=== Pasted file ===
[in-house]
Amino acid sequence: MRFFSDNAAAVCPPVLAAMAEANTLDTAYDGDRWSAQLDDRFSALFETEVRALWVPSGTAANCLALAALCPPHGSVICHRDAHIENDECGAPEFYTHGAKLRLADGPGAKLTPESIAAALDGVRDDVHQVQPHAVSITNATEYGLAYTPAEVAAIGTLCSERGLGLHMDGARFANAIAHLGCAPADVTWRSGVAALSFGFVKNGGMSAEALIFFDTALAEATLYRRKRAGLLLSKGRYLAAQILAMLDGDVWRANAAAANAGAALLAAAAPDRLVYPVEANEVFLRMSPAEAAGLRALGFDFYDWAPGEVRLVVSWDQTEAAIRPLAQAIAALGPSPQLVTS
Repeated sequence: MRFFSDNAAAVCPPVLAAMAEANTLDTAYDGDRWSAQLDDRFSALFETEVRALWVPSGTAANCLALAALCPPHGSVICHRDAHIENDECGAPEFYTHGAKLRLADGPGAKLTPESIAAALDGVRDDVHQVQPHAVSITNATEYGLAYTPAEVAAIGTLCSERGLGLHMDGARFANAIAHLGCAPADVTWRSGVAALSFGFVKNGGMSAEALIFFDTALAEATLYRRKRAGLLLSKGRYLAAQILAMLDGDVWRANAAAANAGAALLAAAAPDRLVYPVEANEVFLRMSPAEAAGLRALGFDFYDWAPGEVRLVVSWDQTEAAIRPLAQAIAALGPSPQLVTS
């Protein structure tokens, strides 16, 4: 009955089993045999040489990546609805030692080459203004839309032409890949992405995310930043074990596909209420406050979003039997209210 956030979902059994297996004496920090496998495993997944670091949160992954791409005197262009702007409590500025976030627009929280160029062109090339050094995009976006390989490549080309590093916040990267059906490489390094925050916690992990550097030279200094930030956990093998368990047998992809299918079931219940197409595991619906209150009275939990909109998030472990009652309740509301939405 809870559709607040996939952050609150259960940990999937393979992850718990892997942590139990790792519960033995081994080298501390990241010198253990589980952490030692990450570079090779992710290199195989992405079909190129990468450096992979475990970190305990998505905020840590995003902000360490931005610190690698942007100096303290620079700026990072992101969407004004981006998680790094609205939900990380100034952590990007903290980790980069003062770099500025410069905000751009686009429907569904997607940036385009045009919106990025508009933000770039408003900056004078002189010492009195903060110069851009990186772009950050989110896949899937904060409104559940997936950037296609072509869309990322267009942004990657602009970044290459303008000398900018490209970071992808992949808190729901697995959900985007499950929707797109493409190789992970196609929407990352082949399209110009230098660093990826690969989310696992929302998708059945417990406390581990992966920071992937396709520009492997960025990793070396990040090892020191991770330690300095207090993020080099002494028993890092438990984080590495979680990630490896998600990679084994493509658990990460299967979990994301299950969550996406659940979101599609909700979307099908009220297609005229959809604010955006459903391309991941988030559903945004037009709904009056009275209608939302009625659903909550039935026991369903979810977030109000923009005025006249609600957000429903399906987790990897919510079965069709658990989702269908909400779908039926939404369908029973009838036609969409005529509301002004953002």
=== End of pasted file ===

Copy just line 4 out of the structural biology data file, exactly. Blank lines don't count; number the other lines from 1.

């Protein structure tokens, strides 16, 4: 009955089993045999040489990546609805030692080459203004839309032409890949992405995310930043074990596909209420406050979003039997209210 956030979902059994297996004496920090496998495993997944670091949160992954791409005197262009702007409590500025976030627009929280160029062109090339050094995009976006390989490549080309590093916040990267059906490489390094925050916690992990550097030279200094930030956990093998368990047998992809299918079931219940197409595991619906209150009275939990909109998030472990009652309740509301939405 809870559709607040996939952050609150259960940990999937393979992850718990892997942590139990790792519960033995081994080298501390990241010198253990589980952490030692990450570079090779992710290199195989992405079909190129990468450096992979475990970190305990998505905020840590995003902000360490931005610190690698942007100096303290620079700026990072992101969407004004981006998680790094609205939900990380100034952590990007903290980790980069003062770099500025410069905000751009686009429907569904997607940036385009045009919106990025508009933000770039408003900056004078002189010492009195903060110069851009990186772009950050989110896949899937904060409104559940997936950037296609072509869309990322267009942004990657602009970044290459303008000398900018490209970071992808992949808190729901697995959900985007499950929707797109493409190789992970196609929407990352082949399209110009230098660093990826690969989310696992929302998708059945417990406390581990992966920071992937396709520009492997960025990793070396990040090892020191991770330690300095207090993020080099002494028993890092438990984080590495979680990630490896998600990679084994493509658990990460299967979990994301299950969550996406659940979101599609909700979307099908009220297609005229959809604010955006459903391309991941988030559903945004037009709904009056009275209608939302009625659903909550039935026991369903979810977030109000923009005025006249609600957000429903399906987790990897919510079965069709658990989702269908909400779908039926939404369908029973009838036609969409005529509301002004953002």